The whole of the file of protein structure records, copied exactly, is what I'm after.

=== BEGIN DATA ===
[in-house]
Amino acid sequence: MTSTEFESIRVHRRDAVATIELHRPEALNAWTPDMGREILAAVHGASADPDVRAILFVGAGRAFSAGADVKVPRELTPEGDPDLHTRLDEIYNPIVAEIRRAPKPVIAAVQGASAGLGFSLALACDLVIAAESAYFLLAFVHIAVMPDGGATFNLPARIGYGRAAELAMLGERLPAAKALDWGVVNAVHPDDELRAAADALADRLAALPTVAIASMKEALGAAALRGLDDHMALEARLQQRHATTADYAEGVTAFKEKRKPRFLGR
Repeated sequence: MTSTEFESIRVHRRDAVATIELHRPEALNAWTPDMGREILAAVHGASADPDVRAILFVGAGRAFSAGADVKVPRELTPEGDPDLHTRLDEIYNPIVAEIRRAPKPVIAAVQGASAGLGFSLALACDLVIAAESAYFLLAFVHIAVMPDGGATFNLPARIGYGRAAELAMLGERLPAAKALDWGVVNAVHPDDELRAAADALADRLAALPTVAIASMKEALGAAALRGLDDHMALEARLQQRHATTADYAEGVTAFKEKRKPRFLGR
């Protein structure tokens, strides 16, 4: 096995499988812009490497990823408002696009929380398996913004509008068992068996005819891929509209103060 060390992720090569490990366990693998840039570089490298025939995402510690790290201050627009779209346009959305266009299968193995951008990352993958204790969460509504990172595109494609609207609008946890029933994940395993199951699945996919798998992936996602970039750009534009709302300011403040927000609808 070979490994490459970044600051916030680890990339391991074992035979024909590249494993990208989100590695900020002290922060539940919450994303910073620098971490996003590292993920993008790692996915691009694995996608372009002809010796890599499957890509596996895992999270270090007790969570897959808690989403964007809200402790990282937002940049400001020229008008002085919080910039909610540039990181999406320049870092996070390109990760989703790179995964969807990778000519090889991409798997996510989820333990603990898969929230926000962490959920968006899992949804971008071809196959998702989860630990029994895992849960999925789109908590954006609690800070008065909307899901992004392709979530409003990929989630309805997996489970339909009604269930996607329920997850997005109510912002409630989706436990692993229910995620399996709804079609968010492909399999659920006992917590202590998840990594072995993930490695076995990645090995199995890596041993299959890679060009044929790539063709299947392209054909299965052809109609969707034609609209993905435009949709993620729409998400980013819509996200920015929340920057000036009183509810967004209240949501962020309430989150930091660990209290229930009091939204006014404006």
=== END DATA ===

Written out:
[in-house]
Amino acid sequence: MTSTEFESIRVHRRDAVATIELHRPEALNAWTPDMGREILAAVHGASADPDVRAILFVGAGRAFSAGADVKVPRELTPEGDPDLHTRLDEIYNPIVAEIRRAPKPVIAAVQGASAGLGFSLALACDLVIAAESAYFLLAFVHIAVMPDGGATFNLPARIGYGRAAELAMLGERLPAAKALDWGVVNAVHPDDELRAAADALADRLAALPTVAIASMKEALGAAALRGLDDHMALEARLQQRHATTADYAEGVTAFKEKRKPRFLGR
Repeated sequence: MTSTEFESIRVHRRDAVATIELHRPEALNAWTPDMGREILAAVHGASADPDVRAILFVGAGRAFSAGADVKVPRELTPEGDPDLHTRLDEIYNPIVAEIRRAPKPVIAAVQGASAGLGFSLALACDLVIAAESAYFLLAFVHIAVMPDGGATFNLPARIGYGRAAELAMLGERLPAAKALDWGVVNAVHPDDELRAAADALADRLAALPTVAIASMKEALGAAALRGLDDHMALEARLQQRHATTADYAEGVTAFKEKRKPRFLGR
């Protein structure tokens, strides 16, 4: 096995499988812009490497990823408002696009929380398996913004509008068992068996005819891929509209103060 060390992720090569490990366990693998840039570089490298025939995402510690790290201050627009779209346009959305266009299968193995951008990352993958204790969460509504990172595109494609609207609008946890029933994940395993199951699945996919798998992936996602970039750009534009709302300011403040927000609808 070979490994490459970044600051916030680890990339391991074992035979024909590249494993990208989100590695900020002290922060539940919450994303910073620098971490996003590292993920993008790692996915691009694995996608372009002809010796890599499957890509596996895992999270270090007790969570897959808690989403964007809200402790990282937002940049400001020229008008002085919080910039909610540039990181999406320049870092996070390109990760989703790179995964969807990778000519090889991409798997996510989820333990603990898969929230926000962490959920968006899992949804971008071809196959998702989860630990029994895992849960999925789109908590954006609690800070008065909307899901992004392709979530409003990929989630309805997996489970339909009604269930996607329920997850997005109510912002409630989706436990692993229910995620399996709804079609968010492909399999659920006992917590202590998840990594072995993930490695076995990645090995199995890596041993299959890679060009044929790539063709299947392209054909299965052809109609969707034609609209993905435009949709993620729409998400980013819509996200920015929340920057000036009183509810967004209240949501962020309430989150930091660990209290229930009091939204006014404006």